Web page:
Marie-Curie International Outgoing fellow Tobi Junginger knew he needed to see the bigger picture to grasp the small details. This made TRIUMF the obvious choice for the first portion of his European-Union funded fellowship. The German native will call Vancouver home for two years while he conducts research on accelerators with the RF/SRF department.
Following his experience abroad, Junginger will return to Germany to complete a second research stint as a part of the fellowship. He aims to apply his acquired knowledge locally, at his European host institution Helmholtz-Zentrum Berlin (HZB).
Looking for the bigger picture
Junginger has years of experience working in the superconducting radio frequency (SRF) community. The equivalent of a master’s degree in Physics with a specialized thesis in in Space Sciences lead Junginger to CERN, where he did his PhD on the fundamentals of SRF.
He explained that working in a large environment created a sense of tunnel vision, due to the extreme specialization of his work. “I could try to [develop] more efficient accelerating cavities, but I’ve never seen them really work,” confessed Junginger. “Because CERN is a huge lab, I was [working] in my niche,” said Junginger of his experience.
“Here the group is smaller,” he continued. “So I can participate [more actively].” Junginger was familiar with the work being done on superconducting cavities at TRIUMF. He understood that the opportunity to work in the lab would give him a rare, hands-on experience with accelerators, which would enable him to understand the bigger picture of what he is doing.
Specifically, Junginger noted that the multiple stages of accelerator development at TRIUMF were attractive to him as a young researcher. The ISAC facilities currently house functioning linear accelerators while the newly built ARIEL building is in the commissioning phase for the new electron linear accelerator (e-linac). “I can see everything,” explained Junginger.
This overview will enable him to understand the intricacies involved in creating low-loss superconducting cavities. The hands-on, experimental environment will encourage thinking beyond the theories to understand the technology and its fundamental limitations.
“There’s the state-of-the-art; it’s coming quite close to the theoretical limits but we don’t understand everything about it yet,” said Junginger. “We want to investigate … what can be the most effective material for future cavities.”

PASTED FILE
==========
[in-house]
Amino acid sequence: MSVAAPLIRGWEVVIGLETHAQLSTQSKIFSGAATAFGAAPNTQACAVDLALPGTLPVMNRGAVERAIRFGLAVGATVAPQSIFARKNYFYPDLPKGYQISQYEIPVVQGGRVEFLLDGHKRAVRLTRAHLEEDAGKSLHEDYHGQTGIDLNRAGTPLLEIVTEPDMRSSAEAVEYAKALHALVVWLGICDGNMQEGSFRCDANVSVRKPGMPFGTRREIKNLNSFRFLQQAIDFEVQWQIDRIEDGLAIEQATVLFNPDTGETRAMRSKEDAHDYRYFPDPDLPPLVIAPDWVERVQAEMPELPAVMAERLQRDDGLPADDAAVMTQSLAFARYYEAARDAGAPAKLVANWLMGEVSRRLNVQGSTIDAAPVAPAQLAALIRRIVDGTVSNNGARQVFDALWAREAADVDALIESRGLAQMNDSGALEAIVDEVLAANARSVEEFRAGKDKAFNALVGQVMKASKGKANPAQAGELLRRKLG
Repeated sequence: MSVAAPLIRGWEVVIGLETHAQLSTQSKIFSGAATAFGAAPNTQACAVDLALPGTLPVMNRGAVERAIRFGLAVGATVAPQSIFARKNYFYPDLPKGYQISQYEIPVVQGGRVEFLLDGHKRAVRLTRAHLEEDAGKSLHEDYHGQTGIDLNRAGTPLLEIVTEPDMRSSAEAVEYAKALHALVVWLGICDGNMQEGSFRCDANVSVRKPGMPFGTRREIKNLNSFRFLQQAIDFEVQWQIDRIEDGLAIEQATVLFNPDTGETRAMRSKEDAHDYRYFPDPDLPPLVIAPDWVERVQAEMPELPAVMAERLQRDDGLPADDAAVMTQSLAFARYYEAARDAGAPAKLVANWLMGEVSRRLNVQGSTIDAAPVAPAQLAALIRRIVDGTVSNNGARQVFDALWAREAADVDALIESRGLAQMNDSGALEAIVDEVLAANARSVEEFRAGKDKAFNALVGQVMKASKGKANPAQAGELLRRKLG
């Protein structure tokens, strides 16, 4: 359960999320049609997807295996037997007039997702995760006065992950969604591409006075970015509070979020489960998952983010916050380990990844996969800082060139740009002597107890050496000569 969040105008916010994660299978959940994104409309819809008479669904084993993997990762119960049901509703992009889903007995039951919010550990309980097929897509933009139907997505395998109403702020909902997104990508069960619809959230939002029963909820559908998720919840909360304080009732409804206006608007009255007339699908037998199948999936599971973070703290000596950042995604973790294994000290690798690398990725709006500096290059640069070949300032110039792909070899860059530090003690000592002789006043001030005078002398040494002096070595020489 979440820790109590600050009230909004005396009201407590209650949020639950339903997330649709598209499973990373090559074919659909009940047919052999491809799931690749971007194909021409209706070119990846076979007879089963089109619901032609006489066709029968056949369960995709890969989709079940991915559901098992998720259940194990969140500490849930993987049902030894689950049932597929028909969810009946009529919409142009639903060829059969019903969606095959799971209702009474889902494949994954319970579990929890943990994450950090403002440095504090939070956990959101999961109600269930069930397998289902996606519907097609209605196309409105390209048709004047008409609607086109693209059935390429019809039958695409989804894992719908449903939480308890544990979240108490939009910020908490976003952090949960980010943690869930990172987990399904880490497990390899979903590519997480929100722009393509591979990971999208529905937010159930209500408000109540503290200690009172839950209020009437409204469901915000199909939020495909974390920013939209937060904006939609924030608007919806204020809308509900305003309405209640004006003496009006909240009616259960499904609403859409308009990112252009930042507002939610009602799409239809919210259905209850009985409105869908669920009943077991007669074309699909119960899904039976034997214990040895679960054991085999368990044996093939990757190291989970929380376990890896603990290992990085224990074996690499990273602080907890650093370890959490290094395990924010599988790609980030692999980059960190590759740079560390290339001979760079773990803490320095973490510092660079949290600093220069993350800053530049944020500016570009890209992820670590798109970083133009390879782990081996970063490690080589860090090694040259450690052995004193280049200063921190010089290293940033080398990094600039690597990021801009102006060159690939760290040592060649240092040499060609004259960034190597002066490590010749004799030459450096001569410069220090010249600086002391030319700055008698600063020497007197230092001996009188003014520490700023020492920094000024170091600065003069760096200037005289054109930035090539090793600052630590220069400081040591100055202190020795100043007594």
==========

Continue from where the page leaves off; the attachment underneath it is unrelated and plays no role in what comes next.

The intricacies of efficiency
Junginger will be part of an investigation, spearheaded by SRF group leader Bob Laxdal, to conduct a MuSR experiment and explore Nb3SN as an alternative to the commonly used Niobium (Nb) cavities found in most accelerators.
Nathan Shettell, an undergraduate student from the University of Waterloo working with the SRF group this semester, explains how the experiment makes use of muon decays to examine the superconducting ability of new materials.
To understand the effects of a magnetic field on the Nb3SN, they can see at what point the magnetic field penetrates the sample material affecting the muons inside, their decay and subsequently the positron emission. Ideally, as Shettell describes, “the muon lodged in the material won’t feel the effects of the magnetic field,” if it proves to be effective.
In addition, Nb3SN is believed to have a good candidate for superconducting technology as it has a higher critical temperature than pure Niobium. In superconducting cavities, heat is generated from the excess energy of accelerated particles and is cooled with liquid helium. If the Nb3Sn were used, the liquid helium would not need to be as cold to complete this process. This requires less energy, theoretically rendering Nb3Sn a more efficient material to use thus making it particularly attractive for superconducting cavities.
Transferring technology across borders
Global collaboration and knowledge transfer are some of the goals of the fellowship. Junginger is expected to apply the knowledge he gained through this first research experience to HZB, a lab focused on complex material systems, when he joins their team in two years.
Junginger’s pre-existing knowledge of the SRF developments done at TRIUMF and HZB, as well as previous communication with Laxdal and Jens Knobloch (of HZB) in Germany, eased the application process. “I had a great respect for their work,” he said.
“I tailored my application to put these two institutions together.” That‘s the benefit of the tight-knit international SRF community. Global conferences, such as the International Conference on RF Superconductivity that is hosted by TRIUMF in Whistler in Sept 2015, enables communication and collaboration between researchers in the field.
- Kelsey Litwin, Communications Assistant
Photo: Junginger in TRIUMF's Meson Hall